Anyways, it is now 1-1 and my note taking has stopped for fear that I’ll end up slamming my lap top on the coffee table. Of course, with only 10 men against the 12 for Lazio, I’ve basically given up on the victory and am now left to sit there, head in my hands, for the next 40 minutes as I hold out hope for a draw. It became quite evident that the match wasn’t going to stay 1-1, with the only drama being when exactly Lazio would break the deadlock. Klose kept rising for headers, even striking the crossbar on a glancing shot in the 70th minute, leaving me wondering if anyone on the Roma coaching staff had seen any footage on Klose since, I don’t know, 2002. He’s scored approximately 230 goals for club and country and I’m willing to bet at least 200 of them have been with his head. When Djibril Cisse turned back the clock for a moment to before his nasty leg break and ripped an incredible volley off the far post in the 83rd minute, I began to think that maybe luck would see us through we could hold on for the draw.
I’m kicking myself as I’m typing this because the last thing I want to do is to appear that I’m trying to imitate another writer who makes the following reference ad nauseum, but I can’t think of a better way to put this, so here it goes. I’m going to side with Red from The Shawshank Redemption. He is right – hope is a dangerous thing and, yes, it will drive you insane. Andy Dufresne is an idiot. For every gutsy performance of playing with a man down (see USA v Italy, Kaiserslautern, 2006) there are many more heart wrenching losses. Heed my advice fellow fans, if you team goes down a man in a tie match, just go ahead and assume the loss. If your team manages to hold on for a result, then that’s great. You’ll feel that much better for it.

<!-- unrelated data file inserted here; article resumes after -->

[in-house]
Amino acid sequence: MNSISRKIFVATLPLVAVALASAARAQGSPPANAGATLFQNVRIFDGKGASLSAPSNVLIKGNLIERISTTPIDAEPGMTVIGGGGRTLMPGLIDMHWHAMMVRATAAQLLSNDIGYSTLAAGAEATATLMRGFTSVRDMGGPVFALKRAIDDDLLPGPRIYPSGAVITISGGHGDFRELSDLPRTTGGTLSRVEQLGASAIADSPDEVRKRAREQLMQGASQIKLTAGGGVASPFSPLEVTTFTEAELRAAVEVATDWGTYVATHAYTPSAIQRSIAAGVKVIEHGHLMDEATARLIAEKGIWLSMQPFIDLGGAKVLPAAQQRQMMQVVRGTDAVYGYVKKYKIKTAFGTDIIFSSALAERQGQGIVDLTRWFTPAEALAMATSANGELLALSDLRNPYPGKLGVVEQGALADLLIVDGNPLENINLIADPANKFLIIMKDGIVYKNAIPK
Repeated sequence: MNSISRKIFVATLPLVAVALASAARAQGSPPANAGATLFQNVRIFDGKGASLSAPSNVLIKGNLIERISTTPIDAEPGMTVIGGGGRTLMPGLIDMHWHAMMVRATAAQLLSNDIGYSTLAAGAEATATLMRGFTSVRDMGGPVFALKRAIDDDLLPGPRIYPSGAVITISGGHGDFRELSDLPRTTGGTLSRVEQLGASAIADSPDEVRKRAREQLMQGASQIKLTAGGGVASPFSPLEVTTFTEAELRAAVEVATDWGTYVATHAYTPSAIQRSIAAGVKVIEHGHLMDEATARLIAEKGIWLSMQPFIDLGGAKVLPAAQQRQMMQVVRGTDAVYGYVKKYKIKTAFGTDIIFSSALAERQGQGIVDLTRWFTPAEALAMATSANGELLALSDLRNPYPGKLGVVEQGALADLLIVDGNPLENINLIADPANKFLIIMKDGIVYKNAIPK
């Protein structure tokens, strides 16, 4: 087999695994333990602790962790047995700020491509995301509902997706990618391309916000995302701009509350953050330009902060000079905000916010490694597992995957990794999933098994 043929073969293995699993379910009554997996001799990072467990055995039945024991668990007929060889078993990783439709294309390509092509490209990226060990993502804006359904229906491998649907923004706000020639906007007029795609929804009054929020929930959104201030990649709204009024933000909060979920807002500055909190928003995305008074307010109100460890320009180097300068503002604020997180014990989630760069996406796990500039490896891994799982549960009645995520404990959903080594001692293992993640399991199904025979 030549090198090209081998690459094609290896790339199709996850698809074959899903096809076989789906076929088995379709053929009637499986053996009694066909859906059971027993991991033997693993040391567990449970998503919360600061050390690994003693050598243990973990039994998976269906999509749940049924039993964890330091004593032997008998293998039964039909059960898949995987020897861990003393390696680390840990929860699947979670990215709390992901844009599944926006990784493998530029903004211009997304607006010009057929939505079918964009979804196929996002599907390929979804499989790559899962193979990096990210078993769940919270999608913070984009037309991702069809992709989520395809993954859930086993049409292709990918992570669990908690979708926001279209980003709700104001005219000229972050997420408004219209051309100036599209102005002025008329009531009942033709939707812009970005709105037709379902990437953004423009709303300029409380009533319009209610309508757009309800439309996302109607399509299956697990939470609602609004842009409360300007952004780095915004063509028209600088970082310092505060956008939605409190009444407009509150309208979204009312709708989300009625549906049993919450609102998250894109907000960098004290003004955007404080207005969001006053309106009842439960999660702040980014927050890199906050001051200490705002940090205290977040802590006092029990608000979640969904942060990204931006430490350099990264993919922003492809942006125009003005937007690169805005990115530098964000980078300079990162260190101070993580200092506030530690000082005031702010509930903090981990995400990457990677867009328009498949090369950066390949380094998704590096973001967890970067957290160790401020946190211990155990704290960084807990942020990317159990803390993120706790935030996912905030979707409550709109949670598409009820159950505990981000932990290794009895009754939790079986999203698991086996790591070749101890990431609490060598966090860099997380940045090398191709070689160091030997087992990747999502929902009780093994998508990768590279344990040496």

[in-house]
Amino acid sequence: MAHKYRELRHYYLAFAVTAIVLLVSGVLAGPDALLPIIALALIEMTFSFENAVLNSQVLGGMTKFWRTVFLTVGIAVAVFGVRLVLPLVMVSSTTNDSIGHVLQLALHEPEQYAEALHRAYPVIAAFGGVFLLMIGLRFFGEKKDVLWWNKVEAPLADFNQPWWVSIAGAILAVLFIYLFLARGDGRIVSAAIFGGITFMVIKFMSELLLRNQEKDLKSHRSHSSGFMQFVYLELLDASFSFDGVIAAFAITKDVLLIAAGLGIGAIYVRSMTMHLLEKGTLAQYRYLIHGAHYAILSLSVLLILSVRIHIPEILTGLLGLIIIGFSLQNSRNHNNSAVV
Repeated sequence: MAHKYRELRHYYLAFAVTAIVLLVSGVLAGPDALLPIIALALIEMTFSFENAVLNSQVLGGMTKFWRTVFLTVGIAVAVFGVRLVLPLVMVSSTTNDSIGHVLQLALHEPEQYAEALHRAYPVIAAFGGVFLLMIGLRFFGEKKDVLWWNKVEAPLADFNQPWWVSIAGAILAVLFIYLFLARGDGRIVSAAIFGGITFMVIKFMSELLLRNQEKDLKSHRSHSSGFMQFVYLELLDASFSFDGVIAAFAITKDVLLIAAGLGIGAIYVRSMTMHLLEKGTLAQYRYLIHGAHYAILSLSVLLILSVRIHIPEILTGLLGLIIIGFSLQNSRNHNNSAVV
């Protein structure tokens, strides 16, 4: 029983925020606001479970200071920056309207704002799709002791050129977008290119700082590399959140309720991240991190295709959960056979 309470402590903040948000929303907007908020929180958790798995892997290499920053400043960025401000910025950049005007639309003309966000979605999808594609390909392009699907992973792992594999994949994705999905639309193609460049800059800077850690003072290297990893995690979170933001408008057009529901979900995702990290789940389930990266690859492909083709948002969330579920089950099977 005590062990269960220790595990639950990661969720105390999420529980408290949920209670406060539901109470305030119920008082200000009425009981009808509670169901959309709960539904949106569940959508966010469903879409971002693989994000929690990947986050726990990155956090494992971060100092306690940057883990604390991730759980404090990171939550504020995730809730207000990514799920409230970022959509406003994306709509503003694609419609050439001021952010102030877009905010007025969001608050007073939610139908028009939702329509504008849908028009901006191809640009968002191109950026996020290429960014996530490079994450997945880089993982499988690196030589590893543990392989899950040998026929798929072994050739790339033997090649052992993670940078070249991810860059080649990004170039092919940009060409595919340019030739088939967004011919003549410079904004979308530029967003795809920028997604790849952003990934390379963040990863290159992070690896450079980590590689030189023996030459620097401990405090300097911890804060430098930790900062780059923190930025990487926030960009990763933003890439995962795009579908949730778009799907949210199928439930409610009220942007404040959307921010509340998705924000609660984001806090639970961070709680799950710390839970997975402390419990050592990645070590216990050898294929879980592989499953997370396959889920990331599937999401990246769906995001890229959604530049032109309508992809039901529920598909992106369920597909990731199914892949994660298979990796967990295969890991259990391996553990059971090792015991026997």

In the end, the unrelenting Lazio pressure proved too much when, with 30 seconds left to play, Klose scored the game winner as he beat the ball-watching Cassetti and dispatched the ball in the corner of the goal. He runs to celebrate in front of the Lazio supporters as manager Edy Reja, who has never beaten Roma, shows what kind of guy he is as he runs to join the celebration. Where’s Jim Schwartz when you need him? The match is over as the celebrations go on as I continue to watch, fuming, because I’m a glutton for punishment. Olimpia, Lazio’s pet American Golden Eagle, is brought out to mark this historic occasion of Lazio actually winning a derby.
Side rant: For a club that likes to pride itself on being Rome’s one true club due to when it was founded, they have a funny way of showing it. Their mascot is an American eagle which symbolizes Greece and the clubs crest and colors are also symbolic of Greece. Roma, on the other hand, has the historic colors of the city and its crest depicts Romulus, Remus and the she-wolf that raised them before they founded Rome (and Romulus kills his brother). I think we all know the one true club.
As ESPN3’s feed cut out, I let out a string of expletives to no one in particular as, again, I get a nasty look from my girlfriend. Not one of my proudest moments. So you may be wondering how does one deal with the taste of defeat after forgetting what it was like to lose to your hated rival. For me, I embraced the feeling. I, like I imagine many other Roma supporters, had begun to feel invincible and took victories over Lazio for granted. I then quickly turned my focus to looking ahead to this weekend’s match with Palermo and am eagerly anticipating seeing how the squad will react to the loss. Besides, the March 4th return fixture will be here before I know it, and with it brings another chance to start a long winning streak.